Tuesday, April 12, 2011

About Garrett + Monday usual

Monday usual being West African peanut soup - everybody seems to remember by now what Monday usual is and it is expected like Wendy's weekday special, and that is a good thing, I hope. No problem finding helpers, either, although a gripping film-drama played in TV room had Ramone too transfixed to chop, so I had to nudge him every so often. Richard and Taco smartly left the TV room to chop without visual  distractions: Richard in his usual zen-meditative way till he is done (he has a way of timing it with when it's needed to finish the soup), and Taco in a fast and furious manner: 'and what's next?'  Turns out Taco worked in restaurants and has speed-chopping in his blood.

Over a bowl of finished soup I met Glen Still, a spoken word artist, a poet and a musician  originally from California, currently working on a book about homelessness.  Glen noted that the last blog post included poetry and shared some of his very interesting own; he promised to email me a few of his poems, so hopefully the next blog post will be featuring his work.

After soup and with my laptop in hand I started to look for Garrett to write down his story.  Garrett lead me to a cozy back room,  equipped with a beautiful bright red sofa and hopefully, said Garrett,  WiFI as well (connection rather spotty in the building).  Surely enough my laptop registered 'Home' network, which Garrett said I could join without special password.  Now we were in business:  here is Garrett, in his own words:

• Garrett – Nickelsville resident

I was a computer network engineer for 18 + years, also independent consultant, once earning $100/hr

Garrett in front of Nickelsville's entrance
When the economy dropped from underneath me, all the contracts that were plentiful at one time, dried up. To make a long story short, I lost my wife, my home, my dog and cat, and now I’m here.  I would encourage everybody reading this to donate to this worthy cause.  

When I was employed and still a network engineer, I used to watch on the news the tent cities; I used to tell my wife that I want to buy a trailer, and I wanted  to configure that trailer with wind generators and solar panels and battery back up.  

I wanted to pull that trailer behind my jeep and take it to the various tent city sites, to supply both free energy and WiFi Internet access to the individuals in those tent cities. 

That was my dream.  Then I lost my income, but it is still my dream, because I have not given up. I’m determined to give something back to society because much has been given to me.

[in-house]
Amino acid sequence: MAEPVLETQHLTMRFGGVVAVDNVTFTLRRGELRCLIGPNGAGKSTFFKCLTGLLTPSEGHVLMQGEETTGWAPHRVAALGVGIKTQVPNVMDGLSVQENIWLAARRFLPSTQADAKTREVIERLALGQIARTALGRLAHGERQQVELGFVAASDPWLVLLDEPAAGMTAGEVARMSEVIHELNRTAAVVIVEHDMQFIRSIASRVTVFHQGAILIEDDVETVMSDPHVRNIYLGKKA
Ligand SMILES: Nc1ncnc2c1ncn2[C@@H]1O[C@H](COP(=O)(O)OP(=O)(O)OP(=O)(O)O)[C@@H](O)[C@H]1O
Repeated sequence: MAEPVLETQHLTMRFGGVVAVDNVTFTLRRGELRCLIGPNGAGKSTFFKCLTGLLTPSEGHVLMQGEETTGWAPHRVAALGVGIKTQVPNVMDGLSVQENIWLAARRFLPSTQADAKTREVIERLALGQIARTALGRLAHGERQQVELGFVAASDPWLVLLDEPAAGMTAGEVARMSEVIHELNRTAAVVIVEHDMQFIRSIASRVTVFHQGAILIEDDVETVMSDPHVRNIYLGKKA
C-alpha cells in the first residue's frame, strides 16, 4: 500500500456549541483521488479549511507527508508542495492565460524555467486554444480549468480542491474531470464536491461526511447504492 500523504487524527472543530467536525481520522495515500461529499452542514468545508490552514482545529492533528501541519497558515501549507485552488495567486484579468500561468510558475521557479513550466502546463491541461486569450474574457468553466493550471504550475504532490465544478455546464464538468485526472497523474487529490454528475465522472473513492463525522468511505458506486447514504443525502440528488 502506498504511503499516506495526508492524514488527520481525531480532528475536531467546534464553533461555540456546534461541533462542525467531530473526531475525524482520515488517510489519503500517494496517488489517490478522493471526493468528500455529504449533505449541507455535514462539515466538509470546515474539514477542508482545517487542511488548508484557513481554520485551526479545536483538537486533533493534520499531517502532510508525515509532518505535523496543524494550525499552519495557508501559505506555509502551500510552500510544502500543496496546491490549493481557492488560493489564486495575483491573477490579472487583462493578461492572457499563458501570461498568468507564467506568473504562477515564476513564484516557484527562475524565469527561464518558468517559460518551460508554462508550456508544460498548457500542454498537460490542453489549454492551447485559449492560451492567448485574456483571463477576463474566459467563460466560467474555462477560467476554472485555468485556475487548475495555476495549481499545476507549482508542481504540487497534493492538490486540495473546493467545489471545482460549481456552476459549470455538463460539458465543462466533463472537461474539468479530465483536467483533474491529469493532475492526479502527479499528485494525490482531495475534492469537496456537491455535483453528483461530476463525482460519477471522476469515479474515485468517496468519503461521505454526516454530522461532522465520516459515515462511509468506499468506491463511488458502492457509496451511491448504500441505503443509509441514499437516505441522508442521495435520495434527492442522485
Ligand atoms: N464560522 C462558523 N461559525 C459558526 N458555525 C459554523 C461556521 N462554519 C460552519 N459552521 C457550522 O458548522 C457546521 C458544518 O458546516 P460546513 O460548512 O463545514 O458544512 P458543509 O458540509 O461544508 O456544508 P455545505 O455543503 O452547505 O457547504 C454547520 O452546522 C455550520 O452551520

Now the journey begins.  Getting back on my feet, reestablishing myself, being an example and making a positive change, that is what I encourage everyone to do.   God bless…

Garrett was born in Tampa, Florida, and grew up in Compton, CA. While 5 years in the Navy he traveled to Japan, China, Diego Garcia Thailand and various other countries.  After an honorable discharge from Navy he traveled a couple of years around Brazil from Rio to Salvador Bahia, to learn the culture and the language.  After returning to US, Garrett eventually settled in Seattle, where he met his wife – he has been a Seattle resident for 15 years.  The distress started 2 years ago, and about a year ago it affected his marriage…  After his marriage broke down Garret lived downstairs (garage level), while his wife occupied the main part of their house. The couple was unable to meet mortgage obligations, and Garrett left so his wife could rent downstairs and be able to pay the mortgage….

•  And here is voice of a fourteen year old Troye Sivan (hails from South Africa, but calls Perth, Australia his home), who shares Garrett's dream of helping the homeless:

Troye Sivan’s first original song, For Them, focuses on a very urgent issue: the homeless children around the world. Written specially for Troye by British songwriter Anthony Johnson, it has powerful lyrics and bring us an extremely important message...  More at Troye's website (click here).

•  About the new sponsor of Nickelsville: it's JAZZ WITH JUSTICE:  a progressive organization of legal professionals without a website, Peggy and Scott said, hm.  Googling it seems to suggest that it's a national movement of lawyers with conscience - I found JAZZ 4 JUSTICE, and several similar names tied to bar associations around the country - looks like grass root, not a top-down type of organization.  Thanks whoever you are!

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